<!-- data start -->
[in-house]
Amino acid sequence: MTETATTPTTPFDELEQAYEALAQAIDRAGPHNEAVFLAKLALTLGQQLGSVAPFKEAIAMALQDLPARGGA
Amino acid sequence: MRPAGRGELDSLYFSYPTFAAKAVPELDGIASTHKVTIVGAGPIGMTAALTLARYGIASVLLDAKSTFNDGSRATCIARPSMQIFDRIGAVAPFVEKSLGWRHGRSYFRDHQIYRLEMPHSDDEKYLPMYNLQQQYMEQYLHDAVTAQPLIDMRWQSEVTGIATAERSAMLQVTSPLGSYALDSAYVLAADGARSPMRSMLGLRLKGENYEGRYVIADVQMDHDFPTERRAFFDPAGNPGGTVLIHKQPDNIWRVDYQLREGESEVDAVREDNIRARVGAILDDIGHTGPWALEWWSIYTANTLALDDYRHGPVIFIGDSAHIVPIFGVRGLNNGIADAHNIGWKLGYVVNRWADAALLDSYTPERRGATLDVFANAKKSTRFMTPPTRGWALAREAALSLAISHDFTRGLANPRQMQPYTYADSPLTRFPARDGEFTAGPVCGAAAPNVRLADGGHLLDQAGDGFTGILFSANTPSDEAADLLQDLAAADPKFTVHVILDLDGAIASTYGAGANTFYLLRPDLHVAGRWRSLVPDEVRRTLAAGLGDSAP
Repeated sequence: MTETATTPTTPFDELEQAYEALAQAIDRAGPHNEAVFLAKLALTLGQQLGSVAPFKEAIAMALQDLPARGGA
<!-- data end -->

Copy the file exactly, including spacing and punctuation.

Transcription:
[in-house]
Amino acid sequence: MTETATTPTTPFDELEQAYEALAQAIDRAGPHNEAVFLAKLALTLGQQLGSVAPFKEAIAMALQDLPARGGA
Amino acid sequence: MRPAGRGELDSLYFSYPTFAAKAVPELDGIASTHKVTIVGAGPIGMTAALTLARYGIASVLLDAKSTFNDGSRATCIARPSMQIFDRIGAVAPFVEKSLGWRHGRSYFRDHQIYRLEMPHSDDEKYLPMYNLQQQYMEQYLHDAVTAQPLIDMRWQSEVTGIATAERSAMLQVTSPLGSYALDSAYVLAADGARSPMRSMLGLRLKGENYEGRYVIADVQMDHDFPTERRAFFDPAGNPGGTVLIHKQPDNIWRVDYQLREGESEVDAVREDNIRARVGAILDDIGHTGPWALEWWSIYTANTLALDDYRHGPVIFIGDSAHIVPIFGVRGLNNGIADAHNIGWKLGYVVNRWADAALLDSYTPERRGATLDVFANAKKSTRFMTPPTRGWALAREAALSLAISHDFTRGLANPRQMQPYTYADSPLTRFPARDGEFTAGPVCGAAAPNVRLADGGHLLDQAGDGFTGILFSANTPSDEAADLLQDLAAADPKFTVHVILDLDGAIASTYGAGANTFYLLRPDLHVAGRWRSLVPDEVRRTLAAGLGDSAP
Repeated sequence: MTETATTPTTPFDELEQAYEALAQAIDRAGPHNEAVFLAKLALTLGQQLGSVAPFKEAIAMALQDLPARGGA